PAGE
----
Ask A Lawyer: Can I Be Forced To Divorce?

Question:

I am a Father of two children, age’s 1 and 2. My wife has filed for a divorce, with which I don’t agree with because I believe we need to work on our marriage. She say’s that she does not want joint custody, but she will allow me to see the girls whenever I want. I believe I am a good responsible parent with a job, and I would be fine having joint custody if we do have to get divorced.

As I do believe strongly against this divorce, can you give me as many details or advice as you can on what I can do to not lose my family?  My wife refuses to go through any counseling stating that "she is just done."  Thanks for your help.

 

Answer:

While the timetable and procedural steps involved vary by state, if your wife wants a divorce she will be most likely be able to obtain the divorce over your objection.  You may wish to focus your efforts and resources on the custody issues instead of contesting her desire for a divorce.  A qualified domestic relations attorney in your area will advise you as to the procedural issues and options with regard to contesting the divorce itself.

The custody issues generally involve the decision making authority ("custody" or "legal custody") and the schedule with the children ("visitation", "parenting time", or "physical custody").  Again, the specifics vary by state and require consultation with an experienced counsel.  Your wife may be willing to "allow" you substantial parenting time or involvement, as long as she retains final authority over all issues. Under such circumstances, she can change the rules at any time and you may have limited legal options to challenge her decisions.  It is important for you to consult an attorney who is willing to pursue all aspects of the custody situation and not just assume you will have to accept her terms, and equally important that you are committed to the time and expense involved in undertaking that pursuit.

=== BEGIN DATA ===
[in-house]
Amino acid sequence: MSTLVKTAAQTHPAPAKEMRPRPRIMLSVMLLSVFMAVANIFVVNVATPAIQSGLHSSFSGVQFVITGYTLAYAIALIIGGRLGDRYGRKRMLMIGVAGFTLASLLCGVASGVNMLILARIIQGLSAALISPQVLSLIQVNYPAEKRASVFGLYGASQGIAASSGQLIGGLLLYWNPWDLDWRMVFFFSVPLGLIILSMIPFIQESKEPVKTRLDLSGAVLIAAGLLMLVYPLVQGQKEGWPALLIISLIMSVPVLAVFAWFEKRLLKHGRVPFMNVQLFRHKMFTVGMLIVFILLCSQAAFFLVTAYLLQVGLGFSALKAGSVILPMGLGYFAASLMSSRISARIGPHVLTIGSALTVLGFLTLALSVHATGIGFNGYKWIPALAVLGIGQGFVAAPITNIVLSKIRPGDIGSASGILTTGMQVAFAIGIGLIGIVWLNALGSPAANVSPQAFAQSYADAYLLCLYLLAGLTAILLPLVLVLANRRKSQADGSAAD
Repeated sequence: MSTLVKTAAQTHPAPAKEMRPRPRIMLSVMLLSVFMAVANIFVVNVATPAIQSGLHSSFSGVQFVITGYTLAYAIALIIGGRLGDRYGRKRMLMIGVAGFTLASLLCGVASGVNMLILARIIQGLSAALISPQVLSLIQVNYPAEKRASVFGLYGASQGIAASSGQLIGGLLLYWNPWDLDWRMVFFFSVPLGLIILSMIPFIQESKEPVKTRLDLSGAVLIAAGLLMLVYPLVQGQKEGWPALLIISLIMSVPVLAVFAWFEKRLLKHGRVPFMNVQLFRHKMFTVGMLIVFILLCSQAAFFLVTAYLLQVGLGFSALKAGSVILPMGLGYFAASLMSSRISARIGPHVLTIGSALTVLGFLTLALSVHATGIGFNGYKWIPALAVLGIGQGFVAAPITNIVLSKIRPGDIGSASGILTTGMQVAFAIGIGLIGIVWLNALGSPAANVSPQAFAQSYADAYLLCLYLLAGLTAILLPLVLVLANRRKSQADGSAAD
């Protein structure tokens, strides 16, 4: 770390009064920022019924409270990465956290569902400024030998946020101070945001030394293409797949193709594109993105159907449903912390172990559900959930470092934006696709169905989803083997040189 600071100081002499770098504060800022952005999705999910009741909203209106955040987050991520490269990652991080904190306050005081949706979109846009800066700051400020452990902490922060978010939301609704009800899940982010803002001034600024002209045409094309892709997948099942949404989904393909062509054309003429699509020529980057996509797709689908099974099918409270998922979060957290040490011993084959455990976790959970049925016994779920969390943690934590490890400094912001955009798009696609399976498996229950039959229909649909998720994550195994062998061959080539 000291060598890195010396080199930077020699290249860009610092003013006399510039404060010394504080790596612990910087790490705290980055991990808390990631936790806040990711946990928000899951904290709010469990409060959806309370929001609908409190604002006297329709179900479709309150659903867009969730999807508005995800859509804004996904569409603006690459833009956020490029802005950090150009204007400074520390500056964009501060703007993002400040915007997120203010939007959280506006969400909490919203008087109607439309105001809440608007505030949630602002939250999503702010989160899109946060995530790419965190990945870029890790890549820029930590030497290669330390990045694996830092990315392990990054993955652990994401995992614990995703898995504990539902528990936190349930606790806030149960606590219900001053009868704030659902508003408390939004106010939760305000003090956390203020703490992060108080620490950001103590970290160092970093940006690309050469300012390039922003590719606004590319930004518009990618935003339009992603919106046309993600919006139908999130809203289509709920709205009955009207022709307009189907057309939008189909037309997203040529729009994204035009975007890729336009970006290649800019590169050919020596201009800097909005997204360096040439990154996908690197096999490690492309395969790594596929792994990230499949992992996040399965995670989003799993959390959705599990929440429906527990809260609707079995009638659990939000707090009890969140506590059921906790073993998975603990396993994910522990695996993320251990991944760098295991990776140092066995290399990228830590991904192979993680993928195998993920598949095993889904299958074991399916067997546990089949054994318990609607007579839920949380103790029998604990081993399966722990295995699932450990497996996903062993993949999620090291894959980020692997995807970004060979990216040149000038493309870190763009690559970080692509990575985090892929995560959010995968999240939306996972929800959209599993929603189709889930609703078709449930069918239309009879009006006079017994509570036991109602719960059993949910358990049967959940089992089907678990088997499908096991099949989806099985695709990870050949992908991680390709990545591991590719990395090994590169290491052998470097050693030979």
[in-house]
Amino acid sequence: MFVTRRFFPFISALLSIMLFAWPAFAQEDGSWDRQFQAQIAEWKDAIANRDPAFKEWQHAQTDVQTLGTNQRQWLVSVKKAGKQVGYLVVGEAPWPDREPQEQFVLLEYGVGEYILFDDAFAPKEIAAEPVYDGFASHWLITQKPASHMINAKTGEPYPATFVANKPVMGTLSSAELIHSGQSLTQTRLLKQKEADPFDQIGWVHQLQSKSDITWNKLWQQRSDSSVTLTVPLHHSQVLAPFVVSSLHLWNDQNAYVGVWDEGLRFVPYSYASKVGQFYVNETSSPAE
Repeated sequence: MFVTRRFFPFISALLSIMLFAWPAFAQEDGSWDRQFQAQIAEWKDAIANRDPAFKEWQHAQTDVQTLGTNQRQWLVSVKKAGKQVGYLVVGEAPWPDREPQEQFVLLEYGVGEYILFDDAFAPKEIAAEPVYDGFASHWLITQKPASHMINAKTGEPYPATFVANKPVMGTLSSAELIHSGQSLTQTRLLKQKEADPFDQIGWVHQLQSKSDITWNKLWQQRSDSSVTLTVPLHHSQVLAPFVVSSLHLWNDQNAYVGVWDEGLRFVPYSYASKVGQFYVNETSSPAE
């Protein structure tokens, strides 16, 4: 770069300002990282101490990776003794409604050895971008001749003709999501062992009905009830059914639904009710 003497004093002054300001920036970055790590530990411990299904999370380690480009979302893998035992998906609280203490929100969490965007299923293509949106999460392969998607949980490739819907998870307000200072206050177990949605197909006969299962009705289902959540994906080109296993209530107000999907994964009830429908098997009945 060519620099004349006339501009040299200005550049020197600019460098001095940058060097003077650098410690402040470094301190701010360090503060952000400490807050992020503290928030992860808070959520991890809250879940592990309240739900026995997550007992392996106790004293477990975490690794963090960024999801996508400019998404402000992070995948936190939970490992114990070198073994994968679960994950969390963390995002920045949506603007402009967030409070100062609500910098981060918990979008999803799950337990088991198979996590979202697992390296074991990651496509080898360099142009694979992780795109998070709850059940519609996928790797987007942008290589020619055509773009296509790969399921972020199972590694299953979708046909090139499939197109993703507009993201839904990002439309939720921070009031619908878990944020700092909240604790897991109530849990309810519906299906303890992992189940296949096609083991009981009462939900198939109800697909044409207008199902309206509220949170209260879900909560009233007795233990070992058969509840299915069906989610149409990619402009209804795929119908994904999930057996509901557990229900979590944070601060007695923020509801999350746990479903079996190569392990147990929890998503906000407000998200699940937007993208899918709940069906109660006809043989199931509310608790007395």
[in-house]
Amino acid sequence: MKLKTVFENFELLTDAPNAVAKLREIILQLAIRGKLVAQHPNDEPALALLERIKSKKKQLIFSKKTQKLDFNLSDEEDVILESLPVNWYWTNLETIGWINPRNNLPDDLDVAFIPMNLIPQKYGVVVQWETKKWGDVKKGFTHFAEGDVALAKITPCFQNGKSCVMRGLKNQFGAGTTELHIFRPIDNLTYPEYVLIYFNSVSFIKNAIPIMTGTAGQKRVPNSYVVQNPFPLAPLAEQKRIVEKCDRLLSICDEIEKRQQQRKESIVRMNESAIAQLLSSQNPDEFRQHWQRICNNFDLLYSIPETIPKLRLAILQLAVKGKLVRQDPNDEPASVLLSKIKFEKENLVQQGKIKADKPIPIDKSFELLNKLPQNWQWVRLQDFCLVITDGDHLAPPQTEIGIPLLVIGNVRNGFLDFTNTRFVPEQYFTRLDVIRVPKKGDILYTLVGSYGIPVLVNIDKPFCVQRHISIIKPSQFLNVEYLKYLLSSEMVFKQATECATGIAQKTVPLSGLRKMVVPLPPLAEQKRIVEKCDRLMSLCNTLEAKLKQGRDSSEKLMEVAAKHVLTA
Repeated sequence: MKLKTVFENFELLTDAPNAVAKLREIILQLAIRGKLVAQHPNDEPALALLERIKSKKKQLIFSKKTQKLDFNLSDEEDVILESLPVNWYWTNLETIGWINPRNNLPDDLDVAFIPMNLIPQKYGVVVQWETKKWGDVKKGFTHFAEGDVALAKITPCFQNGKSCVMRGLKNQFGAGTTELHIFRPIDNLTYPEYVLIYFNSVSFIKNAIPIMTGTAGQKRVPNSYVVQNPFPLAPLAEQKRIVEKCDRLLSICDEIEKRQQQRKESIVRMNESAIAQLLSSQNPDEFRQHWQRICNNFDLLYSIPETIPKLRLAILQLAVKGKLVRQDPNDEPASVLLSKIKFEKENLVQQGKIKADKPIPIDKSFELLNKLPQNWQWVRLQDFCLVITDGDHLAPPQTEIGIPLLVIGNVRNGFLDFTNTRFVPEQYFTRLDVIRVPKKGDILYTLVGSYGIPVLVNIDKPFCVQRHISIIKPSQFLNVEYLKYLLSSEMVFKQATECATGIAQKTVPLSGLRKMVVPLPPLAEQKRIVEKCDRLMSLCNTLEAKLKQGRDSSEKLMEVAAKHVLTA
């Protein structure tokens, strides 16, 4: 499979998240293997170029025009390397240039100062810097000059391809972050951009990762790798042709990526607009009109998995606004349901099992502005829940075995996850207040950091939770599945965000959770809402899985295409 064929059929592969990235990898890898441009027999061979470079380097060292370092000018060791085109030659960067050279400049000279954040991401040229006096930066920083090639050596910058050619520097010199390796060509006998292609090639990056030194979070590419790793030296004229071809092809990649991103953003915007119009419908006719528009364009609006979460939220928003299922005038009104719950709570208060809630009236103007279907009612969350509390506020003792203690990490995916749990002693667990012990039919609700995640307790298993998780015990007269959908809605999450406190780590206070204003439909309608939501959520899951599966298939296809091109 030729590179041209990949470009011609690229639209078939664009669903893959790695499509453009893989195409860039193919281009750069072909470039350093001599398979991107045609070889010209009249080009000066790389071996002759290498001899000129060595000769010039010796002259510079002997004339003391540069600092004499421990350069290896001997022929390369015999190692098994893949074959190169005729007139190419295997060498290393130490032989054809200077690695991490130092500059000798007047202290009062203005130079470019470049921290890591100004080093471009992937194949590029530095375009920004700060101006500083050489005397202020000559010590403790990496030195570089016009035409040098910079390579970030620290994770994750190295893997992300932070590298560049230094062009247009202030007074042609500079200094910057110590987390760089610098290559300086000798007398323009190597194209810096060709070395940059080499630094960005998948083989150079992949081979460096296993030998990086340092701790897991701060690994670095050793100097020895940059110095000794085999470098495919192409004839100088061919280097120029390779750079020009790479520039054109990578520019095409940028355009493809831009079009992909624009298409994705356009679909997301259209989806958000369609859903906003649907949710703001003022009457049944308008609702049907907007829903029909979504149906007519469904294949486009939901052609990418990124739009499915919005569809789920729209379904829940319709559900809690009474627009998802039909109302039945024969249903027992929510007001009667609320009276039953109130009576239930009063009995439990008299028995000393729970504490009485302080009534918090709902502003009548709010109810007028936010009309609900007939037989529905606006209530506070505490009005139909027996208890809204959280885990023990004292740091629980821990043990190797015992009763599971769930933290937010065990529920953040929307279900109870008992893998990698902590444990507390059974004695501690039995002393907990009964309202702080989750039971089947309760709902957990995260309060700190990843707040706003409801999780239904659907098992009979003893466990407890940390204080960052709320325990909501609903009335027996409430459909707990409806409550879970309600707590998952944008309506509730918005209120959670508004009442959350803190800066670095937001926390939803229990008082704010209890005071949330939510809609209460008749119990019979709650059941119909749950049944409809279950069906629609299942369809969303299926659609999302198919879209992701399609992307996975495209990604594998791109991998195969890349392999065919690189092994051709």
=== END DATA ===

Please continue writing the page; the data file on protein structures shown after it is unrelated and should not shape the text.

Fully pursuing custody issues can involve retaining experts, such as a psychologist, or developing documentary or witness testimony evidence, such as school or daycare information, to establish your strengths as a parent (or demonstrate her weaknesses) in order to support your claim for equal or sole parenting.  Conversely, your wife will be assembling her case as well.  It is usually not possible to predict the outcome of a custody case until all the evidence is compiled and substantial time and expense incurred in doing so. 

However, failure to fully develop the custody case in the first proceedings may limit or color any future efforts to modify the initial custody decision. It is advisable to fully pursue any custody issues in the initial custody proceeding and not rely upon being able to revisit the issues in the future proceeding where you may be precluded from presenting information or issues that could have been pursued previously.  

 

 

Richard Coffee is a Litigation Manager in the Belleville Illinois office of Cordell & Cordell. He is an experienced divorce attorney whose practice is devoted to domestic litigation. He is licensed in the State of Illinois and is admitted to practice law in the U.S. District Courts for Northern, Central and Southern Illinois.

Mr. Coffee has extensive domestic litigation trial experience representing clients in courts throughout Illinois on all aspects of domestic litigation, including the representation of clients who are current or retired military personnel with issues under the Soldiers and Sailors Civil Relief Act and the Uniformed Services Former Spouses’ Protection Act, clients involved in state court jurisdictional disputes due to the relocation of one or both parties from or to Illinois, and clients with government or private pension benefit valuation and division issues. 

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